After the test

After a blood draw or skin prick is complete, a bandage or piece of gauze may be applied with light pressure to help prevent bleeding. Patients may experience some light bruising and tenderness at the puncture site.

There are no restrictions on activities once the blood draw or skin prick is complete.

Acute Viral Hepatitis Panel Results

Receiving test results

After test samples are collected and sent to a laboratory, patients should receive results within a few business days. Patients may receive test results during a follow-up medical appointment, over the phone, by mail, or electronically.

A patient’s doctor may wait to share test results until all tests in this panel are completed.

Interpreting test results

An acute viral hepatitis panel involves multiple tests to screen a blood sample for hepatitis A, B, and C at the same time. Results may be communicated differently depending on the laboratory conducting the test, so it’s important for patients to talk to their doctor about interpreting their test results.

In general, a negative result indicates that no evidence of a hepatitis infection was found in the blood sample. This may also be called a normal result.

Positive results, which may also be called abnormal results, indicate that some evidence of a past or current infection with hepatitis A, B, or current infection with C was found in the blood sample. Abnormal results of an acute viral hepatitis panel may include one of several antigens or antibodies:

  • IgM anti-HAV antibodies: Detection of IgM anti-HAV antibodies confirms an acute or recent hepatitis A infection. In patients without symptoms, IgM anti-HAV antibodies suggest a prior infection, or an asymptomatic infection, which is more common in young children.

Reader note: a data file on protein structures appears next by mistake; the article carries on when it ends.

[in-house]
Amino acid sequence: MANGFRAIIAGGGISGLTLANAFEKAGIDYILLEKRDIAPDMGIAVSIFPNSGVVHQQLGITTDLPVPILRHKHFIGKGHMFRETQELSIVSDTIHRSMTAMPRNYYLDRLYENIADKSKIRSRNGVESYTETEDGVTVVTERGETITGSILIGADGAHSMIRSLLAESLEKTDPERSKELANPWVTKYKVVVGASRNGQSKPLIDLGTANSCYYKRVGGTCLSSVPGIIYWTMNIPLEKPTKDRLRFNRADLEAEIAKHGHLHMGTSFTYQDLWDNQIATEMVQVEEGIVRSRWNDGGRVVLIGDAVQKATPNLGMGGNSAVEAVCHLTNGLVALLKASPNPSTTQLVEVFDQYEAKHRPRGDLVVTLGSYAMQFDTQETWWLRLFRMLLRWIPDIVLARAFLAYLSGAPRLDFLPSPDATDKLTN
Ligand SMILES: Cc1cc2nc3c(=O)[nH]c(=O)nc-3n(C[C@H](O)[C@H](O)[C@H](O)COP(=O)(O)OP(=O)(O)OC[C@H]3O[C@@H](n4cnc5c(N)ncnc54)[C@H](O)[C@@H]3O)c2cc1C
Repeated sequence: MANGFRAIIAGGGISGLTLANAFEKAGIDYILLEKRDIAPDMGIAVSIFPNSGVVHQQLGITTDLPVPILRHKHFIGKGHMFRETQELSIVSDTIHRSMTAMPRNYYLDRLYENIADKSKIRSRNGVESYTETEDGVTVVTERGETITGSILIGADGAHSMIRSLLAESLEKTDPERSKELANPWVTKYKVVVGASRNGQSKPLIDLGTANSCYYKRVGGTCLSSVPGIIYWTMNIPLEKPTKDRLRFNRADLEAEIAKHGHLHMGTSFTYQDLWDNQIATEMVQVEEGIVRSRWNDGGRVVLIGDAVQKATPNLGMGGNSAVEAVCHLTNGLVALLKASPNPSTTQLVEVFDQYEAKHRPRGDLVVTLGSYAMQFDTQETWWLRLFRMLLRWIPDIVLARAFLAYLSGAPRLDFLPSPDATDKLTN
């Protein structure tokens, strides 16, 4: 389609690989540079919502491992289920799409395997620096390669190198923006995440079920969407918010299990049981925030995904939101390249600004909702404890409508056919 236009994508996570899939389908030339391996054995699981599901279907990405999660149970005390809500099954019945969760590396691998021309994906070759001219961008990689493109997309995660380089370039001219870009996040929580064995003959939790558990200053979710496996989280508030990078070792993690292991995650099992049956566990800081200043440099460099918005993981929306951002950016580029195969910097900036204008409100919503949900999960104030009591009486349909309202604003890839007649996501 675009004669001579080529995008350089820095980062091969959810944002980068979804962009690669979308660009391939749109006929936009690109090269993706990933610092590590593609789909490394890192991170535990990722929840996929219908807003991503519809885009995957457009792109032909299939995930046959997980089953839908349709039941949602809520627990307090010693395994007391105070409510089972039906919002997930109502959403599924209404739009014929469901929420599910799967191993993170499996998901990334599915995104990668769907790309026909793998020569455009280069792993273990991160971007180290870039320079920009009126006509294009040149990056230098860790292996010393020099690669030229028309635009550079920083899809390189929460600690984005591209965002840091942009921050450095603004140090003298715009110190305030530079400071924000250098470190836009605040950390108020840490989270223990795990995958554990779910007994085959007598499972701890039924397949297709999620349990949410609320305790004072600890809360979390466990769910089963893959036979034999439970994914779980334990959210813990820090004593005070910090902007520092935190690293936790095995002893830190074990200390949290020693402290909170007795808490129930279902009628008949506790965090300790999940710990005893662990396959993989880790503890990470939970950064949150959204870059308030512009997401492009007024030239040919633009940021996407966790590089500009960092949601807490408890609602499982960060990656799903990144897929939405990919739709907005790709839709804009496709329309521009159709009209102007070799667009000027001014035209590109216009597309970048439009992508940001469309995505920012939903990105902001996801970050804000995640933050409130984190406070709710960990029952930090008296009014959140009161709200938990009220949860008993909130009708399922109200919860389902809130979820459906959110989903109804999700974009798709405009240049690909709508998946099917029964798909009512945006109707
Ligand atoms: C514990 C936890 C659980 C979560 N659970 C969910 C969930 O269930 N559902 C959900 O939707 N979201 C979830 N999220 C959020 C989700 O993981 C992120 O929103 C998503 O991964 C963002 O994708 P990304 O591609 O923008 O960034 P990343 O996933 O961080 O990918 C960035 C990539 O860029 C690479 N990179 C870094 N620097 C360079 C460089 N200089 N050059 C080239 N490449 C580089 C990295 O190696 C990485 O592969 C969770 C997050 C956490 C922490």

• Hepatitis B surface antigens: Hepatitis B surface antigens are the main indicator of a hepatitis B infection. A positive result suggests that a patient may have an active acute or chronic hepatitis B infection.
  • IgM hepatitis B core antibodies: IgM hepatitis B core antibodies are often considered a sign of an acute hepatitis B infection within the past two years or a flare-up of chronic hepatitis B.
  • Hepatitis C antibodies: The presence of hepatitis C antibodies in the blood indicates that a patient has had a hepatitis C infection at some point in time, but a hepatitis C RNA test is needed to differentiate between a past and current infection.

Are test results accurate?

Although an acute viral hepatitis panel is a standard panel used to detect evidence of viral hepatitis, in many cases it provides only preliminary results. For patients who have abnormal results on the hepatitis B or C portions of this panel, additional testing is necessary to confirm the diagnosis.

Do I need follow-up tests?

Based on the results of an acute viral hepatitis panel, other tests may be conducted to confirm initial findings and provide doctors with additional information about a patient’s condition. An acute viral hepatitis panel may be ordered with reflex testing, which describes additional testing that’s automatically performed on the test sample in the case of initial abnormal results.

These reflex or follow-up tests for positive test results may include a confirmation of hepatitis B results through the use of a different testing method or additional testing to measure the viral RNA of the hepatitis C virus.

If a patient is experiencing symptoms of hepatitis, yet tests results from an acute viral hepatitis panel are normal, additional testing may be ordered to evaluate a patient for non-viral causes of hepatitis.

Questions for your doctor about test results

The following questions about the results of an acute viral antibody panel may be helpful to review with a doctor:

  • What tests were included in this panel?
  • What was my test result?
  • Do I have a hepatitis infection, and if so, which type?
  • Would I benefit from hepatitis vaccination?
  • Do I need any follow-up tests based on my test result?

Sources